The best meal I had during the pandemic was at Cafe Juanita. Weekend reservations for this Northern Italian-inspired tasting menu are booked weeks in advance, with a long waiting list. But you can easily bookmark a table if you’re dining on a Tuesday or Wednesday at 5 p.m. or after 8 p.m. Café Juanita recently raised the price of its meat and seafood tasting menus from $165 to $195. But you can also score stellar tasting menus for half the price in town.

Below are my four favorite tasting menus in the Puget Sound area.

Cafe Juanita

9702 NE 120th Place, Kirkland; 425-823-1505;

Tasting menus (11 plates): Carnivore or pescatarian ($195), vegetarian ($145) and vegan ($140).

At Café Juanita, you feel like your experience is quietly but firmly in good hands – and, like the best restaurants, it will lead you to a good night’s sleep without ever feeling pushed or cajoled. There is a calming feeling that the front and back of the house have everything under control. It’s a feeling that begins when you hand over your car keys upon arrival outside the restaurant’s front door. The service is as understated as the black attire the staff wears, but there’s a confidence and competence that doesn’t need to be talked about too much. The food they bring makes the most important conversation.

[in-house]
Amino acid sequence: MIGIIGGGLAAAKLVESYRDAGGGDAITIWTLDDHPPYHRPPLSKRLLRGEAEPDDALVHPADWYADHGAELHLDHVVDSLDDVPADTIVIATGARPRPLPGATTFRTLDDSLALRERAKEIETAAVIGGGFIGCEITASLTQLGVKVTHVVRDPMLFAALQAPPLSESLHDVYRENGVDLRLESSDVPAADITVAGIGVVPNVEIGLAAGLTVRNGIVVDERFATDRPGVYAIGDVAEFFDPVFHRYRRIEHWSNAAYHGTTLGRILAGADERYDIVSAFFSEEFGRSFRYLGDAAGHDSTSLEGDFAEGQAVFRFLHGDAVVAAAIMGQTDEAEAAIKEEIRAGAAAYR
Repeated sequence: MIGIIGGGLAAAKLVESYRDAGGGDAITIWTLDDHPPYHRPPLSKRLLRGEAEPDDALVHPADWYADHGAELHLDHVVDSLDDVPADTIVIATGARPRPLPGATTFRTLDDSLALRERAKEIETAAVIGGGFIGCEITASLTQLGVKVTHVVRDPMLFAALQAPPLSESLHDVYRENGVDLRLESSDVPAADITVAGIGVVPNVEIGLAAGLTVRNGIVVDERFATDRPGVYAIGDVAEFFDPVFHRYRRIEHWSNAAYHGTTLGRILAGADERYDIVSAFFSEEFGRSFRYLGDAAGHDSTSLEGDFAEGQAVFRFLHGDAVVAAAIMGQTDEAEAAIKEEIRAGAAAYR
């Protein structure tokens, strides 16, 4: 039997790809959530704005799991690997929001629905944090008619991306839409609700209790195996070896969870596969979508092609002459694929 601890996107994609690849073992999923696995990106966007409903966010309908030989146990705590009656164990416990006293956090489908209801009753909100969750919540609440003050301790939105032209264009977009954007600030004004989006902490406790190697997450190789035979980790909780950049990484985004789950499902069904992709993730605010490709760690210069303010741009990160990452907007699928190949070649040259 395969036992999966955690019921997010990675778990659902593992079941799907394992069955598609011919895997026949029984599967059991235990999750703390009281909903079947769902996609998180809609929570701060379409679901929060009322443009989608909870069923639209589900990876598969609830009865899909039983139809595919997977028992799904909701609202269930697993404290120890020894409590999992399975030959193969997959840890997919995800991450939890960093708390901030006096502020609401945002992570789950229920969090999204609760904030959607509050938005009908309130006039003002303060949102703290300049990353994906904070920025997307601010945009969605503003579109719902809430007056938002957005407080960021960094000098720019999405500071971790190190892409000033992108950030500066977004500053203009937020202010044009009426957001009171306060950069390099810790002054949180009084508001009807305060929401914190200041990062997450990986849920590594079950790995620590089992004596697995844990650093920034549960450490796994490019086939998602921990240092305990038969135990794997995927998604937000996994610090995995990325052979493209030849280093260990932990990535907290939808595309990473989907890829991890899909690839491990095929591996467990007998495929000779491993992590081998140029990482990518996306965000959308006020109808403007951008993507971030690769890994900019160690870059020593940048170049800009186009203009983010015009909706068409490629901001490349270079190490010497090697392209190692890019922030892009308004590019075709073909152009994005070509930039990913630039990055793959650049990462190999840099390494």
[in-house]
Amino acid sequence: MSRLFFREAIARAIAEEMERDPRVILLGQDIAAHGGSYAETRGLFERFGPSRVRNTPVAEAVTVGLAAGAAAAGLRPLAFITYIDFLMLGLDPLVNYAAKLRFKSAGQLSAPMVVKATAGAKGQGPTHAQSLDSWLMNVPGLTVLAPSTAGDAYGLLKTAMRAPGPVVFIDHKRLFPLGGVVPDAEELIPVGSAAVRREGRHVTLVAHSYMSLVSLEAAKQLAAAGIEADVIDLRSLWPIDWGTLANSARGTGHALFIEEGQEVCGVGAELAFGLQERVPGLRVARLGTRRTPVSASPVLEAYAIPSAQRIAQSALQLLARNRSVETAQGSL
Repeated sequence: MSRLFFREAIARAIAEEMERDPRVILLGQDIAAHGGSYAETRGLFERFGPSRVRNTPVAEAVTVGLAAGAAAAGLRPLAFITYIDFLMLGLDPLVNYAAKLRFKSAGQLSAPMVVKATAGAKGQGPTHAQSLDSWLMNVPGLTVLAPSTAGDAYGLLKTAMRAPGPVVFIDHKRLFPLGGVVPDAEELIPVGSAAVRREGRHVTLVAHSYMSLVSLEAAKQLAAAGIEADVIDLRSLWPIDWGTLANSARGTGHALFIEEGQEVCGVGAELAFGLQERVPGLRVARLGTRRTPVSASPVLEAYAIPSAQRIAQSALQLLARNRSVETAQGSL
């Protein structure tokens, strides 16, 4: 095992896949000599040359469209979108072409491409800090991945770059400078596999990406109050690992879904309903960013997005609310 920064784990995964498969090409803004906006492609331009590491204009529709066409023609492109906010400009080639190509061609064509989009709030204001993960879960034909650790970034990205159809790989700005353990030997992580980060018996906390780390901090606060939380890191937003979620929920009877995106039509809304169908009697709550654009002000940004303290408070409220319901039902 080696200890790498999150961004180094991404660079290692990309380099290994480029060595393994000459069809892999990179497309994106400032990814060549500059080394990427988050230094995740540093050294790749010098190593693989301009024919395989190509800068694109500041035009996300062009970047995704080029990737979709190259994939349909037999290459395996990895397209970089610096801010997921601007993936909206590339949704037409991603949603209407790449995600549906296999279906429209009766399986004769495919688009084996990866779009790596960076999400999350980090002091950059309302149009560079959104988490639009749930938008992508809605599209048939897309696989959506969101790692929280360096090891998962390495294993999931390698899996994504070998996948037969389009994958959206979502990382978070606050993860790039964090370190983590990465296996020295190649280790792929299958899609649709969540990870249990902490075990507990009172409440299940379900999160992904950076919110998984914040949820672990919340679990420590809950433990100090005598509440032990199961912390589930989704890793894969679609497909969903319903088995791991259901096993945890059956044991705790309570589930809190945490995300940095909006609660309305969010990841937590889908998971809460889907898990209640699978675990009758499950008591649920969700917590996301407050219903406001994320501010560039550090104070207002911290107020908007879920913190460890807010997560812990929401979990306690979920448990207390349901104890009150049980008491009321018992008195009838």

Nobody offers a more exquisite tasting menu than award-winning chef James Beard Black-smith, which orchestrates a well-paced dining experience with 11 bites and small plates over two to three hours.

Even if you’ve never been to northern Italy, you’ll feel that Smith transports you to a specific Old World region – 30-month-old Parmigiano-Reggiano pops up everywhere. The pasta can be stuffed with oxtail or rabbit. Barolo and Barbaresco wines are prevalent.

Menus vary weekly with a range of soups, pastas, meats and vegetarian dishes. The cuisine starts your palate off with something fresh or raw – perhaps a mix of spot prawns, Hokkaido sea scallops and octopus perched in a pool of squid ink with oyster puree.